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Encrypting disks on OpenShift Container Platform on Power Systems

By PAUL BASTIDE posted Tue November 21, 2023 03:55 PM


This article was originally posted to Medium by Gaurav Bankar and has been updated.

Hi Folks

I’m guessing you’re here as you want to encrypt your OpenShift Container Platform’s disks on IBM Power Systems.

This document outlines the concepts, how to setup an external tang cluster on IBM PowerVS, how to setup a cluster on IBM PowerVS and how to confirm the encrypted disk setup.


When configuring a Linux Server and an OpenShift Cluster for encrypted disks, there are a few concepts that are important to know about:

Network-Bound Disk Encryption (NBDE) ties an encryption key to a set of external servers in a secure and anonymous way across the network.

clevis is a client that enables Linux servers to connect to the server and works in conjunction with Linux Unified Key Setup-on-disk-format (LUKS) to encrypt and decrypt root and non-root storage volumes.

tang is a server for binding data to network presence. It makes a node containing the data available when the node is bound to a certain secure network. Unlike escrow-based solutions, where the key server stores all encryption keys and has knowledge of every encryption key, Tang never interacts with any node keys, so it never gains any identifying information from the node. Tang binds the disk encryption to a Tang server to enable NBDE.

For OpenShift, Red Hat Enterprise Linux CoreOS (RHCOS) uses clevis to encrypt and decrypt storage volumes. When a node starts, it attempts to connect to a predefined set of tang servers by performing a cryptographic handshake. If it can reach the required number of tang servers, the node can construct its disk decryption key and unlock the disks to continue booting. If the node cannot access a tang server due to a network outage or server unavailability, the node cannot boot and continues retrying indefinitely until the tang servers become available again.

The key is effectively tied to the node’s presence in a network, an attacker attempting to gain access to the data at rest would need to obtain both the disks on the node, and network access to the Tang server as well.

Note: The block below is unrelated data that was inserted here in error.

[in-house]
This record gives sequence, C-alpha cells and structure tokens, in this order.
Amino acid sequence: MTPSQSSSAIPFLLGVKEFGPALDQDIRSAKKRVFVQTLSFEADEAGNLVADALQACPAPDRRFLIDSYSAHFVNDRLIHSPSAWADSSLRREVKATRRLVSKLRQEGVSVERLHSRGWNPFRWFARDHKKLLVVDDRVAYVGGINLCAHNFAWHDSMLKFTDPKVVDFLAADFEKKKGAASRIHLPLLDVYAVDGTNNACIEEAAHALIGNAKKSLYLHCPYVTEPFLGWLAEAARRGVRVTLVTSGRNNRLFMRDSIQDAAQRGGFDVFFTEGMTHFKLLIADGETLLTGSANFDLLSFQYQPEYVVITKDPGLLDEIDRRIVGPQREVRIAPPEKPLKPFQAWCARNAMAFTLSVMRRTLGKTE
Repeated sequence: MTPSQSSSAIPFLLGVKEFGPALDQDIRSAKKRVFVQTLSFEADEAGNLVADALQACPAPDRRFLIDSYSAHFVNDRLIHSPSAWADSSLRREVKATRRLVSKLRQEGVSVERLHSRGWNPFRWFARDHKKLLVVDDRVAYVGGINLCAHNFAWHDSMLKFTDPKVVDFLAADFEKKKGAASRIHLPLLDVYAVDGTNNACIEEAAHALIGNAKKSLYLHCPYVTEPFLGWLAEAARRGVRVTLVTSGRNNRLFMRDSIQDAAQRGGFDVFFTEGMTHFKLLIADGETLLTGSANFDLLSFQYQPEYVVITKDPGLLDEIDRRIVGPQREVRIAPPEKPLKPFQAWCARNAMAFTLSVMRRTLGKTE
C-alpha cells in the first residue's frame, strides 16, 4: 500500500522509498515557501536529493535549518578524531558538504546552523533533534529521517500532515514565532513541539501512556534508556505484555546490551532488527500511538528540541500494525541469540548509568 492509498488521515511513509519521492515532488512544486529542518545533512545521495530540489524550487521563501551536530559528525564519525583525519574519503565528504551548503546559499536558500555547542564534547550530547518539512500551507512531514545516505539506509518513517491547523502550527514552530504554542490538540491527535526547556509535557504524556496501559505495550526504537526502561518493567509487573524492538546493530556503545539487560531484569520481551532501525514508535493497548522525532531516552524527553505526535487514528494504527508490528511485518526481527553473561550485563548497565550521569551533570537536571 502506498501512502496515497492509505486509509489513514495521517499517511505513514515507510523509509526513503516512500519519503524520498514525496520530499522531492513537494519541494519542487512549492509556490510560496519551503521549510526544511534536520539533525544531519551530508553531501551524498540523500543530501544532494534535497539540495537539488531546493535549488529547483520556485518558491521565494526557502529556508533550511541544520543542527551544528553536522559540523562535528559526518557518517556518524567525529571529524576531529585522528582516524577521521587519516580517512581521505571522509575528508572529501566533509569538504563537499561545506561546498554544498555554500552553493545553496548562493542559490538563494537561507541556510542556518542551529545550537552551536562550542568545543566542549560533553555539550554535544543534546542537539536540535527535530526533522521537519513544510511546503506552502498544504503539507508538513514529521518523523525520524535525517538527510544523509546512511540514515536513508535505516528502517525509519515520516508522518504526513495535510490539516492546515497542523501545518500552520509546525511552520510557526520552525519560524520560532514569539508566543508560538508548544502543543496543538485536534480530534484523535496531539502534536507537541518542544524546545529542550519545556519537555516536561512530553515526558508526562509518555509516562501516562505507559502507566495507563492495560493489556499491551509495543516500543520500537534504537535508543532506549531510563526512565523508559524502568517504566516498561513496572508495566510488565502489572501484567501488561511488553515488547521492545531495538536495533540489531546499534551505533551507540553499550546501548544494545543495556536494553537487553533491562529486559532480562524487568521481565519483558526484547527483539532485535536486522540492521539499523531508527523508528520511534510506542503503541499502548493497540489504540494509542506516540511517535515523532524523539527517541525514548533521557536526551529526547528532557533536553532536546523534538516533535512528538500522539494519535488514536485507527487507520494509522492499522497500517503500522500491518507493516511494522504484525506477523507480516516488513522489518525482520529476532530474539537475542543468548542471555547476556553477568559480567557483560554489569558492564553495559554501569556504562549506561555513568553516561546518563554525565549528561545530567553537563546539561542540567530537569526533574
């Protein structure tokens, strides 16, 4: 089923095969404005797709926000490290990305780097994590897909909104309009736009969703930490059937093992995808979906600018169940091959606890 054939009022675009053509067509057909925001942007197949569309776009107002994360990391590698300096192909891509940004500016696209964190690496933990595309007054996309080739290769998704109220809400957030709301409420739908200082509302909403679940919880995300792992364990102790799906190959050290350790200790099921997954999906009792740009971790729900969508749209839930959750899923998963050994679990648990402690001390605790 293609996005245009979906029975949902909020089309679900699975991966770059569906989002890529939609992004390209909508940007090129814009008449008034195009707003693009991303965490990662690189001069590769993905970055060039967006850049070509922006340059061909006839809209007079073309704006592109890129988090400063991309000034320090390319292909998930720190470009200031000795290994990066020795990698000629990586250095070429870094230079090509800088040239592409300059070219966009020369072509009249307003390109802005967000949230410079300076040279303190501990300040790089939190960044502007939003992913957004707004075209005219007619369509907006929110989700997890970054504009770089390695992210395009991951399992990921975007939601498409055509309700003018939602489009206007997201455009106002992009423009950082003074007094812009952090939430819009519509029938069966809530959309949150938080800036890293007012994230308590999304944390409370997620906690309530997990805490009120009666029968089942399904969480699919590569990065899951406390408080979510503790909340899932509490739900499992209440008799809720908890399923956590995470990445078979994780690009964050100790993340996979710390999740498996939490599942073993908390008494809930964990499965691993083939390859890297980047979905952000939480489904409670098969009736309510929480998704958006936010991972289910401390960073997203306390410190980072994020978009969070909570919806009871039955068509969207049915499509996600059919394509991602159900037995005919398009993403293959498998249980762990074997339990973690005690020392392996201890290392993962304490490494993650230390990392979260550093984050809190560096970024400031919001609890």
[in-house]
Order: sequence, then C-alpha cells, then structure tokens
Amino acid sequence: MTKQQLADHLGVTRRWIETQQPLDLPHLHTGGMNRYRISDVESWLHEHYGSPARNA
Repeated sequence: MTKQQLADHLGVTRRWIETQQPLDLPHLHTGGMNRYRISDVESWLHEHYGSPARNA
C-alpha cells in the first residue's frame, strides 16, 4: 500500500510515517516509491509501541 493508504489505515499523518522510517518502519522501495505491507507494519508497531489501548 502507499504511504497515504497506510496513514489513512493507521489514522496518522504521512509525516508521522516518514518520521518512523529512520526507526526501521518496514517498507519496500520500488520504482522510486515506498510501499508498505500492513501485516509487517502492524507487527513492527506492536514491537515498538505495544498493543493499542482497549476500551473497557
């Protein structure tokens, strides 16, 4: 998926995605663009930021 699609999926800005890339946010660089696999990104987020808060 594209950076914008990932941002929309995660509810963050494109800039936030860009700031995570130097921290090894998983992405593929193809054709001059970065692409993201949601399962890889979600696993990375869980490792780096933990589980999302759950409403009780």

Setting up the tang servers IBM PowerVS

The powervs-tang-server-automation provides Terraform based automation code to help with the deployment of Network Bound Disk Encryption (NBDE) on IBM® Power Systems™ Virtual Server on IBM Cloud. The NBDE Server, also called the tang server, is deployed in a 3-node cluster with a single bastion host. The tang server listens on port 7500.

Figure 1 Topology of the external tang servers

To install the tang infrastructure, you can follow these steps:

  1. Clone the automation repository

git clone cd powervs-tang-server-automation
  1. Update following variables in the var.tfvars based on your environment. There is more detail on the variables included in the documentation in the repository’s docs folder.

ibmcloud_api_key = "xyzaaaaaaaabcdeaaaaaa" ibmcloud_region = "xya" ibmcloud_zone = "abc" service_instance_id = "abc123xyzaaaa" rhel_image_name = "<rhel_or_centos_image-name>" network_name = "ocp-net" public_key_file = "data/" private_key_file = "data/id_rsa" rhel_subscription_username = "" rhel_subscription_password = "<EXAMPLE>"
  1. Configure and install using terraform

# terraform init # terraform plan --var-file=var.tfvars # terraform apply -var-file=var.tfvars
  1. Once the deployment is completed, fetch the keys from Bastion Node: